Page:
Handling of a variety of unsealed sources in Nuclear Medicine has led a significant risk of internal exposure of workers. 131 I stands out among the radionuclides of frequent use due its wide application in diagnosis and treatment of thyroid diseases. The increasing radionuclide use for medical purposes and treatment of diseases creates a need for capable methodologies of controlling the internal contamination of work. Currently, in Venezuela, there are about 17 Nuclear Medicine Services between public and private, of which 5 are operating; however, individual monitoring is still limited in the control of internal exposure. This work presents the development of bioassay techniques 'in vivo', in order to quantify the incorporation of 131 I used in Nuclear Medicine. It also presents the research results of internal exposure of a group of workers involved in handling of therapeutic dose of 131 I . The 'in vivo' detection system was calibrated with the thyroid simulator developed at the Institute of Radiologic Protection and Dosimetry (IRD, Rio de Janeiro - Brazil) and which also has the UTN-IVIC (Caracas - Venezuela). The results showed that the bioassay method developed in this work has sufficient sensitivity for its use in routine intake survey of workers in Nuclear Medicine. Between the two workers controlled in this study, both had measurable results in terms of incorporation. Therefore, it is important to keep control of it and also gives us the possibility to evaluate the incorporations in suspected accident. The highest estimate of the effective dose was 1,28x10 -5 Sv by inhalation and 1,27x10 -5 Sv by ingestion

  9. Skin Aging

    Science.gov (United States)

    Your skin changes as you age. You might notice wrinkles, age spots and dryness. Your skin also becomes thinner and loses fat, making it ... heal, too. Sunlight is a major cause of skin aging. You can protect yourself by staying out ...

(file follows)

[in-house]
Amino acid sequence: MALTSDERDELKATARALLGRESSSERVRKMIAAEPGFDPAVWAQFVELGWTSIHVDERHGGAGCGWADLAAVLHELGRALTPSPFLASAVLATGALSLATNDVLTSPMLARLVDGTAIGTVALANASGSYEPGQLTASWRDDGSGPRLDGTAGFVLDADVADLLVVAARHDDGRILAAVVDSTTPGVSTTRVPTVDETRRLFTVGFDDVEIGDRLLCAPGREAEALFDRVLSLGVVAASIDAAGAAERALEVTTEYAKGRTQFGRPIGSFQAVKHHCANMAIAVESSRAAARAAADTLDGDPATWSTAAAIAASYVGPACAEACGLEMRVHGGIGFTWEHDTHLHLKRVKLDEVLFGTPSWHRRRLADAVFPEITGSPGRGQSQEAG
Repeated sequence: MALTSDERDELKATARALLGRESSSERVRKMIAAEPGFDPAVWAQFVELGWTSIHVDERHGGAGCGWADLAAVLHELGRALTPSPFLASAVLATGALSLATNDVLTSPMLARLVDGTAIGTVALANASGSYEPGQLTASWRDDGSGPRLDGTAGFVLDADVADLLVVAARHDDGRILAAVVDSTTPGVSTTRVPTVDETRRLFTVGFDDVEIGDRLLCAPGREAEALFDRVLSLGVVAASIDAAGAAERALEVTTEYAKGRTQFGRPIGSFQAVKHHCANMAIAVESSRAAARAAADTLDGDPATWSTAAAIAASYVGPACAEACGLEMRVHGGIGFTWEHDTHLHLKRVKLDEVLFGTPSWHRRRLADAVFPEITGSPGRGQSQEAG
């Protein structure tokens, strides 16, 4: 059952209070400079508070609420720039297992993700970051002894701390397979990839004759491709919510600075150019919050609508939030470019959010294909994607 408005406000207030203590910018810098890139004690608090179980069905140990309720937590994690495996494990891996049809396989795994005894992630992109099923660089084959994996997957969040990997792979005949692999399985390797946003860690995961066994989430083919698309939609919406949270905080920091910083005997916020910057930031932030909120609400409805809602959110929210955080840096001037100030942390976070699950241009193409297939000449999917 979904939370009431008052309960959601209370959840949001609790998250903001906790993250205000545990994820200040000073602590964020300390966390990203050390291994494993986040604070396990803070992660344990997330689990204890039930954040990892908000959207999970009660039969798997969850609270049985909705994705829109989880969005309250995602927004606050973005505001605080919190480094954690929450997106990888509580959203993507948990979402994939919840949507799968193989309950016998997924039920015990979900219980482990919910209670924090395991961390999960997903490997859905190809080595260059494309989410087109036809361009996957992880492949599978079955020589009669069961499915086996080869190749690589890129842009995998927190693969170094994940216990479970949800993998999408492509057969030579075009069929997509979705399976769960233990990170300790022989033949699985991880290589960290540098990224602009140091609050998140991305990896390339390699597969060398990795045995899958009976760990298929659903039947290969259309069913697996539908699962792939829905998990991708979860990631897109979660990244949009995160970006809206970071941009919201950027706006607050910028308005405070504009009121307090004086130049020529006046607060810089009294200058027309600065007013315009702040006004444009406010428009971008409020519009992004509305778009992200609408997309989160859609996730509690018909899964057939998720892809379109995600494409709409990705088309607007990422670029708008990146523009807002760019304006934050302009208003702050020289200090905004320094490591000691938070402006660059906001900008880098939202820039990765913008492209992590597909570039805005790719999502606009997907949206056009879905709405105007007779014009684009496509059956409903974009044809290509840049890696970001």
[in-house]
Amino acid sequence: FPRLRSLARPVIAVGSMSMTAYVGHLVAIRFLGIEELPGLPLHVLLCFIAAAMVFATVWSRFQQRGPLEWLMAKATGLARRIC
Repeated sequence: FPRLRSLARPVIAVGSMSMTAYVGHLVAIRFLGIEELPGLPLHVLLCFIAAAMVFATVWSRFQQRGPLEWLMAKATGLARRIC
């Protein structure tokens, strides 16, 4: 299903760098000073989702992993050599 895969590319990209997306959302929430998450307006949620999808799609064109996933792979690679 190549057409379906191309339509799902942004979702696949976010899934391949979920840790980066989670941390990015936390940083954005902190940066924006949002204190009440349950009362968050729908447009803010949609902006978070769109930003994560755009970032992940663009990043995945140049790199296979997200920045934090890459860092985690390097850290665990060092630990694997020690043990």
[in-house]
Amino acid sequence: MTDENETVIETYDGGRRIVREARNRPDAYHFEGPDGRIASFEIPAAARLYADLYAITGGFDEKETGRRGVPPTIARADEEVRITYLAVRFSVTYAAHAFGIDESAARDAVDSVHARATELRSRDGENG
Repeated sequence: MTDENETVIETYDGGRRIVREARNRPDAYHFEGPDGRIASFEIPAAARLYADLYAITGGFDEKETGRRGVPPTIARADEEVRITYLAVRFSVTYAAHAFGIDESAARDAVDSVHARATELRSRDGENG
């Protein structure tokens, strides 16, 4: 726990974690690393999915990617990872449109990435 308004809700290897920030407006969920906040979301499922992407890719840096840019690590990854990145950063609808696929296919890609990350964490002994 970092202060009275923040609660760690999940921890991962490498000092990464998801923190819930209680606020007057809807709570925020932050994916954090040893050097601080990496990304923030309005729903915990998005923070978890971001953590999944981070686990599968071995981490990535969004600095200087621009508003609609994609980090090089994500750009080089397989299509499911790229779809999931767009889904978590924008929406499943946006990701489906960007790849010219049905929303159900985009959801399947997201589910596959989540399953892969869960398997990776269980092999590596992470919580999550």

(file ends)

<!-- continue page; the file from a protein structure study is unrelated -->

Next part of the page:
10. Skin protection in nursing work : promoting the use of gloves and hand alcohol

    NARCIS (Netherlands)

    Jungbauer, FHW; van der Harst, J.J.; Groothoff, J.W.; Coenraads, PJ

    Nursing has been identified as a wet-work occupation, with a high prevalence of occupational irritant contact dermatitis. Reduction of exposure to skin irritants contributes to the prevention of occupational skin disease in nurses. The role of the use of soap and water, hand alcohol and gloves in

  11. Chronic effects of UV on human skin

    International Nuclear Information System (INIS)

    Cesarini, J.P.

    1996-01-01

    Chronic exposures and acute accidents of the skin to UV has been recognized as an important risk for skin cancers in human. Attempts have been made with mathematical models to correlate the ambient UV dose and occupational irradiations with the risk of skin cancers. Development of accurate global measurements of solar irradiance and personal dosimetry is expected in the future in order to reduce the exposure of the general population, to precise the measures to be taken for indoor and outdoor workers. (author)